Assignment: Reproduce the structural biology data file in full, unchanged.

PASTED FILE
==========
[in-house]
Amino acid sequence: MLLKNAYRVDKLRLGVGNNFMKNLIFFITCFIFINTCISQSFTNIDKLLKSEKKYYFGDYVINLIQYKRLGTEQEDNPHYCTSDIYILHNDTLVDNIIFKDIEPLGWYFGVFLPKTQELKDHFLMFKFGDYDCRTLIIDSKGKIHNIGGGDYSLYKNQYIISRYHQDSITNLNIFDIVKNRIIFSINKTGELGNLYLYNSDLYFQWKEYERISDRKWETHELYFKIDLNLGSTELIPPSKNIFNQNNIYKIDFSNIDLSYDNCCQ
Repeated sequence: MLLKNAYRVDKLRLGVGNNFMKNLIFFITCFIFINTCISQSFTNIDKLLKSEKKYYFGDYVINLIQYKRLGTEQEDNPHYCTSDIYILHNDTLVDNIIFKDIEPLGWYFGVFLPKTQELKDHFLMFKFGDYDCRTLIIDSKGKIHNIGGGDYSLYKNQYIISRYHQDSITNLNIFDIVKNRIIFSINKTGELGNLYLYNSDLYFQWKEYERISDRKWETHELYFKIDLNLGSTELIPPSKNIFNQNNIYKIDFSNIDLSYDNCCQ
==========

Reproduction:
[in-house]
Amino acid sequence: MLLKNAYRVDKLRLGVGNNFMKNLIFFITCFIFINTCISQSFTNIDKLLKSEKKYYFGDYVINLIQYKRLGTEQEDNPHYCTSDIYILHNDTLVDNIIFKDIEPLGWYFGVFLPKTQELKDHFLMFKFGDYDCRTLIIDSKGKIHNIGGGDYSLYKNQYIISRYHQDSITNLNIFDIVKNRIIFSINKTGELGNLYLYNSDLYFQWKEYERISDRKWETHELYFKIDLNLGSTELIPPSKNIFNQNNIYKIDFSNIDLSYDNCCQ
Repeated sequence: MLLKNAYRVDKLRLGVGNNFMKNLIFFITCFIFINTCISQSFTNIDKLLKSEKKYYFGDYVINLIQYKRLGTEQEDNPHYCTSDIYILHNDTLVDNIIFKDIEPLGWYFGVFLPKTQELKDHFLMFKFGDYDCRTLIIDSKGKIHNIGGGDYSLYKNQYIISRYHQDSITNLNIFDIVKNRIIFSINKTGELGNLYLYNSDLYFQWKEYERISDRKWETHELYFKIDLNLGSTELIPPSKNIFNQNNIYKIDFSNIDLSYDNCCQ